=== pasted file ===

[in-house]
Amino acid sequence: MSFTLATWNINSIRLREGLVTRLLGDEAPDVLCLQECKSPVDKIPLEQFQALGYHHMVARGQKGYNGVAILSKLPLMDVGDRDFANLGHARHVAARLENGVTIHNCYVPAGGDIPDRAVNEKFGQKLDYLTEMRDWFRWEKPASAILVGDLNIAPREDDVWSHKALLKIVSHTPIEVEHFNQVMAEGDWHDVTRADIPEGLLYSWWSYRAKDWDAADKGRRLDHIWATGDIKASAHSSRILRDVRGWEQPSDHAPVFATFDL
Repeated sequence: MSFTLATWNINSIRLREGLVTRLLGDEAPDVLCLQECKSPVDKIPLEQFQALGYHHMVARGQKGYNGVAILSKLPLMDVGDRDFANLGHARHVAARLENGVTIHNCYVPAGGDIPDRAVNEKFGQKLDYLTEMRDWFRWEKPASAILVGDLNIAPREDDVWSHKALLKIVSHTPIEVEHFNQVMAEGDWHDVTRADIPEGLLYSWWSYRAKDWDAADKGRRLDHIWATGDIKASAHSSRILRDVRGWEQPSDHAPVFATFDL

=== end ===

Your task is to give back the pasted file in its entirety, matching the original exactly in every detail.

[in-house]
Amino acid sequence: MSFTLATWNINSIRLREGLVTRLLGDEAPDVLCLQECKSPVDKIPLEQFQALGYHHMVARGQKGYNGVAILSKLPLMDVGDRDFANLGHARHVAARLENGVTIHNCYVPAGGDIPDRAVNEKFGQKLDYLTEMRDWFRWEKPASAILVGDLNIAPREDDVWSHKALLKIVSHTPIEVEHFNQVMAEGDWHDVTRADIPEGLLYSWWSYRAKDWDAADKGRRLDHIWATGDIKASAHSSRILRDVRGWEQPSDHAPVFATFDL
Repeated sequence: MSFTLATWNINSIRLREGLVTRLLGDEAPDVLCLQECKSPVDKIPLEQFQALGYHHMVARGQKGYNGVAILSKLPLMDVGDRDFANLGHARHVAARLENGVTIHNCYVPAGGDIPDRAVNEKFGQKLDYLTEMRDWFRWEKPASAILVGDLNIAPREDDVWSHKALLKIVSHTPIEVEHFNQVMAEGDWHDVTRADIPEGLLYSWWSYRAKDWDAADKGRRLDHIWATGDIKASAHSSRILRDVRGWEQPSDHAPVFATFDL